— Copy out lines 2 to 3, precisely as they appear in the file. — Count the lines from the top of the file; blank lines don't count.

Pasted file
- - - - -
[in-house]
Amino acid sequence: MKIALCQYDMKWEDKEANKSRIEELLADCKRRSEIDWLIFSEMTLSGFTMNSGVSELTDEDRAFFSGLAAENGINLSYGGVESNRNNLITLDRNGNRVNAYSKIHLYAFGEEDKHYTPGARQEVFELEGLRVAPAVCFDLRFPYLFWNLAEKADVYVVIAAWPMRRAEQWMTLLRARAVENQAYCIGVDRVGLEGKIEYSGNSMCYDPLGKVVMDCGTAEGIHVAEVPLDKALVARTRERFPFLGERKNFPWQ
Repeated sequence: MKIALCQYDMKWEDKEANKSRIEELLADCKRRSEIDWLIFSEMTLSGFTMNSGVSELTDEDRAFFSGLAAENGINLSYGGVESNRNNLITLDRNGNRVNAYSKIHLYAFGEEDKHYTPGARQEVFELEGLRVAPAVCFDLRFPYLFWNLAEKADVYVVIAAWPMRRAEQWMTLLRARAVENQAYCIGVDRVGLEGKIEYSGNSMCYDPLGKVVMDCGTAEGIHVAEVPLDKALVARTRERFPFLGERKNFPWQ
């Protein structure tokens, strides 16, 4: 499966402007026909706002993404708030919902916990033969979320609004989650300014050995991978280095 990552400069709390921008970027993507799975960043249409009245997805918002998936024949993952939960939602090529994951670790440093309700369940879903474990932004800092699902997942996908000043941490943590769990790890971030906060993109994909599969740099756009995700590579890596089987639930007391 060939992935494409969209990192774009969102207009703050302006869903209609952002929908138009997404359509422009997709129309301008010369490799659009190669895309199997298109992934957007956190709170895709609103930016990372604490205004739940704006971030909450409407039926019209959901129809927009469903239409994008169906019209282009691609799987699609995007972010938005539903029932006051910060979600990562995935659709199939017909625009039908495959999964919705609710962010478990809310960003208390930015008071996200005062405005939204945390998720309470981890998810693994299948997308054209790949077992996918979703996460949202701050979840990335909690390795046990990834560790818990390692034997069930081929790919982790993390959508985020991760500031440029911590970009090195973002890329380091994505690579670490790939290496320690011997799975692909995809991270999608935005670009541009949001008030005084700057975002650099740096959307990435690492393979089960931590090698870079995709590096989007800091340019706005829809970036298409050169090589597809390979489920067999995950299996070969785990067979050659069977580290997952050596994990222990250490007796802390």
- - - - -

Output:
Amino acid sequence: MKIALCQYDMKWEDKEANKSRIEELLADCKRRSEIDWLIFSEMTLSGFTMNSGVSELTDEDRAFFSGLAAENGINLSYGGVESNRNNLITLDRNGNRVNAYSKIHLYAFGEEDKHYTPGARQEVFELEGLRVAPAVCFDLRFPYLFWNLAEKADVYVVIAAWPMRRAEQWMTLLRARAVENQAYCIGVDRVGLEGKIEYSGNSMCYDPLGKVVMDCGTAEGIHVAEVPLDKALVARTRERFPFLGERKNFPWQ
Repeated sequence: MKIALCQYDMKWEDKEANKSRIEELLADCKRRSEIDWLIFSEMTLSGFTMNSGVSELTDEDRAFFSGLAAENGINLSYGGVESNRNNLITLDRNGNRVNAYSKIHLYAFGEEDKHYTPGARQEVFELEGLRVAPAVCFDLRFPYLFWNLAEKADVYVVIAAWPMRRAEQWMTLLRARAVENQAYCIGVDRVGLEGKIEYSGNSMCYDPLGKVVMDCGTAEGIHVAEVPLDKALVARTRERFPFLGERKNFPWQ